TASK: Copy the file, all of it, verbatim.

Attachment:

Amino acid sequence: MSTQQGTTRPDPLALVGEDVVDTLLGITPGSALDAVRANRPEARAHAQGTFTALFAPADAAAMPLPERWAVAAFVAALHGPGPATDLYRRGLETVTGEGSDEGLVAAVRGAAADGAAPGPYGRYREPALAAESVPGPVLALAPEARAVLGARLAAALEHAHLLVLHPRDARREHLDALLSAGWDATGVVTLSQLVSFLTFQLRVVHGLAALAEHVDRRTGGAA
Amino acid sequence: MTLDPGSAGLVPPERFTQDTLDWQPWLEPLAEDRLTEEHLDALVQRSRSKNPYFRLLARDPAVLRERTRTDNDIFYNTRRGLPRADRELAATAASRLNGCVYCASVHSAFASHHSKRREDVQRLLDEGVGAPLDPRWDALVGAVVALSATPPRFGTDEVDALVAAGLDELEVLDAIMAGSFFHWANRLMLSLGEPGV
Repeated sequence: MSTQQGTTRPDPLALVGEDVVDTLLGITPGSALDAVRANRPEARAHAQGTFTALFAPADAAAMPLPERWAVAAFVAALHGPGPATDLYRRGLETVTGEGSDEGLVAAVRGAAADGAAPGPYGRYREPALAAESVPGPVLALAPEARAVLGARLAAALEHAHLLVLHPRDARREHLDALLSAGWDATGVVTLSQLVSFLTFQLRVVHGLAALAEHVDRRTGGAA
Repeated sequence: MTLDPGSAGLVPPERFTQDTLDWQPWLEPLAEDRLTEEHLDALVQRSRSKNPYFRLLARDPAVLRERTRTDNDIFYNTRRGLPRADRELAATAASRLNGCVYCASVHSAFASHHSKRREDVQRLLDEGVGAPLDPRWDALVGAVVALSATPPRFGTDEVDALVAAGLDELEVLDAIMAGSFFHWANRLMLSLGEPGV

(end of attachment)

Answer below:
Amino acid sequence: MSTQQGTTRPDPLALVGEDVVDTLLGITPGSALDAVRANRPEARAHAQGTFTALFAPADAAAMPLPERWAVAAFVAALHGPGPATDLYRRGLETVTGEGSDEGLVAAVRGAAADGAAPGPYGRYREPALAAESVPGPVLALAPEARAVLGARLAAALEHAHLLVLHPRDARREHLDALLSAGWDATGVVTLSQLVSFLTFQLRVVHGLAALAEHVDRRTGGAA
Amino acid sequence: MTLDPGSAGLVPPERFTQDTLDWQPWLEPLAEDRLTEEHLDALVQRSRSKNPYFRLLARDPAVLRERTRTDNDIFYNTRRGLPRADRELAATAASRLNGCVYCASVHSAFASHHSKRREDVQRLLDEGVGAPLDPRWDALVGAVVALSATPPRFGTDEVDALVAAGLDELEVLDAIMAGSFFHWANRLMLSLGEPGV
Repeated sequence: MSTQQGTTRPDPLALVGEDVVDTLLGITPGSALDAVRANRPEARAHAQGTFTALFAPADAAAMPLPERWAVAAFVAALHGPGPATDLYRRGLETVTGEGSDEGLVAAVRGAAADGAAPGPYGRYREPALAAESVPGPVLALAPEARAVLGARLAAALEHAHLLVLHPRDARREHLDALLSAGWDATGVVTLSQLVSFLTFQLRVVHGLAALAEHVDRRTGGAA
Repeated sequence: MTLDPGSAGLVPPERFTQDTLDWQPWLEPLAEDRLTEEHLDALVQRSRSKNPYFRLLARDPAVLRERTRTDNDIFYNTRRGLPRADRELAATAASRLNGCVYCASVHSAFASHHSKRREDVQRLLDEGVGAPLDPRWDALVGAVVALSATPPRFGTDEVDALVAAGLDELEVLDAIMAGSFFHWANRLMLSLGEPGV